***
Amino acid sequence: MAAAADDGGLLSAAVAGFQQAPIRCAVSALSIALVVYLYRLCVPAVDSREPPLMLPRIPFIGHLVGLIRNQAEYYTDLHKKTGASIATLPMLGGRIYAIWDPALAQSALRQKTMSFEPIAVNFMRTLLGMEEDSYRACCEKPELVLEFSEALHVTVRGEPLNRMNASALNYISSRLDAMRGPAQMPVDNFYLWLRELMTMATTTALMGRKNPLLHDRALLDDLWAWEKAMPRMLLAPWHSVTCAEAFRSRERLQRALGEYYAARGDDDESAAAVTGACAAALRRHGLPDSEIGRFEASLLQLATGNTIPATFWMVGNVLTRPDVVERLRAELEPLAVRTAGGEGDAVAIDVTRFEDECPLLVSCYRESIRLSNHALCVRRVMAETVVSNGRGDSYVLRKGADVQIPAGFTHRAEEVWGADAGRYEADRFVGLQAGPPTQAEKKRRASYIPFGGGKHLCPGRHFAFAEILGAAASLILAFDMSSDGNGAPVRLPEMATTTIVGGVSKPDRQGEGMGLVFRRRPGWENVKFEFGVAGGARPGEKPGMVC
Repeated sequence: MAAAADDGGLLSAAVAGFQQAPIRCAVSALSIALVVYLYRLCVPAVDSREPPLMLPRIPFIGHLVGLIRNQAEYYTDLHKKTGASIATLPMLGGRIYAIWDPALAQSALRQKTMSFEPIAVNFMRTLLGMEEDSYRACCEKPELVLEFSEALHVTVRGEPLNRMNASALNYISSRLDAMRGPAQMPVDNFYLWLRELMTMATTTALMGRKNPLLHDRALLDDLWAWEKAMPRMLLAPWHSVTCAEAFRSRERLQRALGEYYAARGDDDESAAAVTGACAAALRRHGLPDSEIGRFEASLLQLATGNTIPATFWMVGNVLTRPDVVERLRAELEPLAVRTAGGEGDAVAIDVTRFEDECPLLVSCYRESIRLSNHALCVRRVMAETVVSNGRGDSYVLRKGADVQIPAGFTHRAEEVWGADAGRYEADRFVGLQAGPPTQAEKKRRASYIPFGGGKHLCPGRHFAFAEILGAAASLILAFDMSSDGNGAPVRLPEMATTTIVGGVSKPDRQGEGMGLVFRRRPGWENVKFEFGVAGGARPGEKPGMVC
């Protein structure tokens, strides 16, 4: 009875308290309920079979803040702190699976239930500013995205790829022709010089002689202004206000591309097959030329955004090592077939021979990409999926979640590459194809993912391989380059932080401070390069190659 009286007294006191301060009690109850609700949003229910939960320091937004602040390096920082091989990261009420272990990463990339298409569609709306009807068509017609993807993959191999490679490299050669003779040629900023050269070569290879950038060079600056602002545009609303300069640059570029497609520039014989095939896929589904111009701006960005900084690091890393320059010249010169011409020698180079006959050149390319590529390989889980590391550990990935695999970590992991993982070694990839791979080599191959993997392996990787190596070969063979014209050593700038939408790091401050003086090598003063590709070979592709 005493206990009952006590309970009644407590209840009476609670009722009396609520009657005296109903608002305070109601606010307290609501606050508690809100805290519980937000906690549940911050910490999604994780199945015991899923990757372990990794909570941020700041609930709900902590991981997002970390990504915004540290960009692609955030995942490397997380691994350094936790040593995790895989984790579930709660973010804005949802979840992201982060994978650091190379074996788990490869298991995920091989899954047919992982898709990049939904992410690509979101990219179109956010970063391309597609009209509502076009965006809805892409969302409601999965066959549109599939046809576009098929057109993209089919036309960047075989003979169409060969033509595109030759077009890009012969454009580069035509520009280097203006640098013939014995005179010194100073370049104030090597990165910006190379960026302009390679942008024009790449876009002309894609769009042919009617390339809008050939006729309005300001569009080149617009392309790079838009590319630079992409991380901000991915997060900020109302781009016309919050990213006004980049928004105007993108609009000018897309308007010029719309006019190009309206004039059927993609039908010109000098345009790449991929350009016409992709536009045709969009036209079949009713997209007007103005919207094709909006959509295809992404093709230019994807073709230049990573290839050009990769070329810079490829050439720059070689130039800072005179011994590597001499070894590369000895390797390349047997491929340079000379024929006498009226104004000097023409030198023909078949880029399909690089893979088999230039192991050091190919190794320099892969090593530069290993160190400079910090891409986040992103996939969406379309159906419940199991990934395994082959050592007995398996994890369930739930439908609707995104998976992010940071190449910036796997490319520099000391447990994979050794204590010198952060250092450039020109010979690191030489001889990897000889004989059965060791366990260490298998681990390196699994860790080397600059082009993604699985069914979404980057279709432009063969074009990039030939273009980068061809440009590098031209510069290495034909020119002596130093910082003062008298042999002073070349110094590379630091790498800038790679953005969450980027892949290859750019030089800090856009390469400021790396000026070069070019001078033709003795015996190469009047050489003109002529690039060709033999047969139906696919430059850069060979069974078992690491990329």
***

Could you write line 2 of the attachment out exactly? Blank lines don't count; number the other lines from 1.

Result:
Repeated sequence: MAAAADDGGLLSAAVAGFQQAPIRCAVSALSIALVVYLYRLCVPAVDSREPPLMLPRIPFIGHLVGLIRNQAEYYTDLHKKTGASIATLPMLGGRIYAIWDPALAQSALRQKTMSFEPIAVNFMRTLLGMEEDSYRACCEKPELVLEFSEALHVTVRGEPLNRMNASALNYISSRLDAMRGPAQMPVDNFYLWLRELMTMATTTALMGRKNPLLHDRALLDDLWAWEKAMPRMLLAPWHSVTCAEAFRSRERLQRALGEYYAARGDDDESAAAVTGACAAALRRHGLPDSEIGRFEASLLQLATGNTIPATFWMVGNVLTRPDVVERLRAELEPLAVRTAGGEGDAVAIDVTRFEDECPLLVSCYRESIRLSNHALCVRRVMAETVVSNGRGDSYVLRKGADVQIPAGFTHRAEEVWGADAGRYEADRFVGLQAGPPTQAEKKRRASYIPFGGGKHLCPGRHFAFAEILGAAASLILAFDMSSDGNGAPVRLPEMATTTIVGGVSKPDRQGEGMGLVFRRRPGWENVKFEFGVAGGARPGEKPGMVC